Location: Watershed Physical Processes ResearchTitle: Three-dimensional numerical modeling of flow hydrodynamics and cohesive sediment transport in Enid Lake, Mississippi
|CHAO, XIAOBO - University Of Mississippi|
|HOSSAIN, AZAD - University Of Tennessee|
|AL-HAMDAN, MOHAMMAD - University Of Mississippi|
|JIA, YAFEI - University Of Mississippi|
|CIZDZIEL, JAMES - University Of Mississippi|
Submitted to: Geosciences
Publication Type: Peer Reviewed Journal
Publication Acceptance Date: 3/30/2022
Publication Date: 4/2/2022
Citation: Chao, X., Hossain, A., Al-Hamdan, M., Jia, Y., Cizdziel, J. 2022. Three-dimensional numerical modeling of flow hydrodynamics and cohesive sediment transport in Enid Lake, Mississippi. Geosciences. 12(4):160. https://doi.org/10.3390/geosciences12040160.
Interpretive Summary: A three dimensional (3D) numerical model has been developed to predict the dynamic flow fields, and the temporal and spatial concentrations of cohesive sediment in the entire lake. Based on the upstream river flow discharge, sediment concentration, outlet water surface elevation, and wind conditions, the flow fields, including velocity, water level, eddy viscosity, and the concentration of cohesive sediment in the lake can be solved. In the model, the general processes of cohesive sediment transport, including flocculation, settling, deposition and erosion were considered. The developed model was calibrated using the field measured data, and then it was applied to simulate a spring storm event in Enid Lake. The simulated cohesive sediment concentration was generally in agreement with satellite imagery. Model results and satellite imagery show that the concentration of sediment was higher near the river mouth and shallow shoreline area than that in the deeper water areas near the dam. Remote sensing technology has been successfully used to estimate and map the distributions of suspended sediments (SS) at the entire lake surface following a storm event. It also provided useful information for numerical model validation. The results from this study are directly applicable to other large lake systems in Mississippi and elsewhere. Remote sensing and numerical model are both useful tools for estimation and mapping sediment concentration in large lakes. This research demonstrates the advantages for sediment studies in large water-bodies by integrating the numerical model and remote sensing data: remote sensing can provide initial condition and validation data for numerical model; numerical model can simulate the spatial and temporal distributions of sediment concentration for the entire waterbody, which may provide useful information to estimate the missing remote sensing data and map the SS distributions under the water surface.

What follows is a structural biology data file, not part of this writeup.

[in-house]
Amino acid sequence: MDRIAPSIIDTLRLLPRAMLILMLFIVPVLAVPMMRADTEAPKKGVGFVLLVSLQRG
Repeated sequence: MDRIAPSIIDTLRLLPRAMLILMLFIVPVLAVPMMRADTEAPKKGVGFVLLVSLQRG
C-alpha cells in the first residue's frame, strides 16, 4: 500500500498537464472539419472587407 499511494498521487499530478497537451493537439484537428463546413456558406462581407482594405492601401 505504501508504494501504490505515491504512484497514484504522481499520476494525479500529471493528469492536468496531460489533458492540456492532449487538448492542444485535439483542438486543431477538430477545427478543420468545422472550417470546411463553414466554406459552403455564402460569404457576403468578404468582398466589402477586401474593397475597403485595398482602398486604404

Technical Abstract: Enid Lake is one of the largest reservoirs located in Yazoo River Basin, the largest basin in the state of Mississippi. The lake was impounded by Enid Dam on the Yocona River in Yalobusha County and covers an area of 30 square kilometers. It provides significant natural and recreational resources. The soils in this region are highly erodible, resulting in a large amount of fine-grained cohesive sediment discharged into the lake. In this study, a 3D numerical model was developed to simulate the free surface hydrodynamics and transportations of cohesive sediment with median diameter of 0.0025 to 0.003 mm in Enid Lake. Flow fields in the lake are generally induced by wind and upstream river inflow, and the sediment is also introduced from the inflow during the storm evens. The general processes of sediment flocculation and settling were considered in the model, and the erosion rate and deposition rate of cohesive sediment were calculated. In this model, the sediment simulation was coupled with flow simulation. In this research, remote sensing technology was applied to estimate the sediment concentration at the lake surface and provide validation data for numerical model simulation. The model results and remote sensing data help us understand the transport, deposition and resuspension processes of cohesive sediment in large reservoir due to wind-induced current and upstream river flow.